Article Text

other Versions

PDF
Rare procedures
  1. Geoff Hughes
  1. Correspondence to Professor Geoff Hughes, Emergency Department, Royal Adelaide Hospital, North Terrace, Adelaide, Australia; cchdhb{at}yahoo.com

Statistics from Altmetric.com

From a governance perspective, the professional processes that govern the safe performance of clinical procedures are covered under the umbrellas of medical registration, credentialing, audits, performance appraisal and supervised training with logbooks; however, if we analyse them carefully, it is soon clear that these structures leave a gap, as they do not adequately recognise the rare procedures that some clinicians will have to do only once in a blue moon or a career, whichever is longer.

What defines a routine clinical procedure, an occasional one and a rare one? What do these questions mean for major and minor procedures, for the practice of emergency medicine, for training programmes and for senior doctors learning a new skill?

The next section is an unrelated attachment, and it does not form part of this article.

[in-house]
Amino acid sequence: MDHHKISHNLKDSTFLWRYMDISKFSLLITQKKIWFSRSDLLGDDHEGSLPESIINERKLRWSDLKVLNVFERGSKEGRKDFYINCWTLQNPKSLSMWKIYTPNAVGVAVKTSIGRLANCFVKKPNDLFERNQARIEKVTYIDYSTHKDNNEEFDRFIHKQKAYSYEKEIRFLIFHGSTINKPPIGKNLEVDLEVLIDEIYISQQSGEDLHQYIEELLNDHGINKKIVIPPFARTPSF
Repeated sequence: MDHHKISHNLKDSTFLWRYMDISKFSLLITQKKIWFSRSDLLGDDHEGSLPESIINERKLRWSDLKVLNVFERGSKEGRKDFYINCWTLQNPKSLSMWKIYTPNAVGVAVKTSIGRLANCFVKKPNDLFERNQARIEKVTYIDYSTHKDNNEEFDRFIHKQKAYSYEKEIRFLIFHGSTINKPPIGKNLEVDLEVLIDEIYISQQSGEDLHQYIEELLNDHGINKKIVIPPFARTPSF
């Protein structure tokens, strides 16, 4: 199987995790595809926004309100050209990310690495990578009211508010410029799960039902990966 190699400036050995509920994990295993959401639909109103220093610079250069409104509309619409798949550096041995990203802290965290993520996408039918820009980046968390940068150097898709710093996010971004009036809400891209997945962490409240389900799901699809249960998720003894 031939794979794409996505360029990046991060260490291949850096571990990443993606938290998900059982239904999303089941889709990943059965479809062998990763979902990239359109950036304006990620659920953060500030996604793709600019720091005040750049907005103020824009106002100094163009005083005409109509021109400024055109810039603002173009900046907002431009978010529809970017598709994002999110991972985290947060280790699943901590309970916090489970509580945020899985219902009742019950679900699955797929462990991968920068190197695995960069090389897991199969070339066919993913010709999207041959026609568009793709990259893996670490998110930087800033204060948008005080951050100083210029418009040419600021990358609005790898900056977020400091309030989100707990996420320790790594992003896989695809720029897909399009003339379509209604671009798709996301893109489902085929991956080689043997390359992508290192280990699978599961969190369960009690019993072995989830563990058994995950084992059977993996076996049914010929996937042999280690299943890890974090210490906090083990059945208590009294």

The reason for asking these questions is because from time to time this journal is sent a case report that describes an author's need to perform a major but rare life/organ saving procedure. Authors will have several reasons for wanting to publish a report eg, for peer education, to solicit other people's experience of the problem (thus getting feedback in a rudimentary audit process) and perhaps, most importantly, as a catharsis and debrief for what may have been an extremely stressful experience, especially if there was a poor …

View Full Text

Request permissions

If you wish to reuse any or all of this article please use the link below which will take you to the Copyright Clearance Center’s RightsLink service. You will be able to get a quick price and instant permission to reuse the content in many different ways.